Background: Households are high intensity close-contact environments favorable for transmission of respiratory viruses, yet little is known for low-income settings.Methods: Active surveillance was completed on 47 households in rural coastal Kenya over six months during a respiratory syncytial virus(RSV) season. Nasopharyngeal swabs(NPS) were taken from 483 household members twice-weekly irrespective of symptoms. NPS from 6 households were screened for 15 respiratory viruses by molecular diagnostics and the remainder only for the most frequent viruses observed: rhinovirus (RV), human coronaviruses(hCoV; comprising 229E, OC43 and NL63), adenovirus(AdV) and RSV(A and B).Results: Of 16,928 NPS tested for the common viruses, 4,259 (25.2%) were positive for ≥1 target; 596 (13.8%) had co-infections. Detection frequencies were 10.5% RV (1780), 7.5% hCoV (1274), 7.3% AdV (1232), and 3.2% RSV (537). On average, each household and individual had six and three different viruses detected over the study period, respectively. RV and hCoV were detected in all the 47 households while AdV and RSV were detected in 45 (95.7%) and 40 (85.1%) households, respectively. The individual risk of infection over the 6-month period were 93.4%, 80.1%, 71.6%, 61.5% and 37.1% for any virus, RV, hCoV, AdV and RSV, respectively. NPS collected during symptomatic days and from younger age groups had higher prevalence of virus detection relative to respective counterparts. RSV was under-represented in households relative to hospital admission data.Conclusions: In this setting respiratory virus infections and associated illness, are ubiquitous in households. Future studies should address the health and economic implications of these observations.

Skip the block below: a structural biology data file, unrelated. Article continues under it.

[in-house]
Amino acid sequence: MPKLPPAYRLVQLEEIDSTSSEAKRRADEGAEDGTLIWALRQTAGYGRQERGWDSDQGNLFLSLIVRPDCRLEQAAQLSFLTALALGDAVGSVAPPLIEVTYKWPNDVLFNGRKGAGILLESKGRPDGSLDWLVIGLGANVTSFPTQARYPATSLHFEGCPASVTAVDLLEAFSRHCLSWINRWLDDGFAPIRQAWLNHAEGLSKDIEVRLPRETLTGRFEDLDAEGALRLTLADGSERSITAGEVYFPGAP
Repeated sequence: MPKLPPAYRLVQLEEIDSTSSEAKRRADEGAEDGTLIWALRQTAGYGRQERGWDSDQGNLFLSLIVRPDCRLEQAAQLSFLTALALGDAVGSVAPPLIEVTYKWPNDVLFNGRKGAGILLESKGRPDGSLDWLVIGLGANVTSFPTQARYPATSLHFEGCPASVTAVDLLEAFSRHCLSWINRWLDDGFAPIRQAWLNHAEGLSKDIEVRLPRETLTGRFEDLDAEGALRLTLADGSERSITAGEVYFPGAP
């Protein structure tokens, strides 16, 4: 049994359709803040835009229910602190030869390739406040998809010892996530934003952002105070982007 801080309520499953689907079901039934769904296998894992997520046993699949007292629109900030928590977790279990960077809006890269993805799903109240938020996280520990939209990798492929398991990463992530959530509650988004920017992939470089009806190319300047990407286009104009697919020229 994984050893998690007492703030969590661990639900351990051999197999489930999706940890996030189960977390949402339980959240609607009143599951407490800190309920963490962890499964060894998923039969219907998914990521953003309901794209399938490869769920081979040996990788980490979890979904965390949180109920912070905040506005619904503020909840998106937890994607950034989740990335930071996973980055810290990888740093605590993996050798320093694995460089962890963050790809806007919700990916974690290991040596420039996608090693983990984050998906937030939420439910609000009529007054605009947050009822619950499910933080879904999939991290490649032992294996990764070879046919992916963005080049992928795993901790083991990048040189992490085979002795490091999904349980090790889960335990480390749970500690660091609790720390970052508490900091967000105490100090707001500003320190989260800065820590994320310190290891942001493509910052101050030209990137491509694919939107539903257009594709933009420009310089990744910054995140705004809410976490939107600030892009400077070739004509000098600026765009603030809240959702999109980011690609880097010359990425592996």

Munywoki, P.K., Koech, D.C., Agoti, C.N., Cane, P.A., Medley, G.F., Nokes, D.J.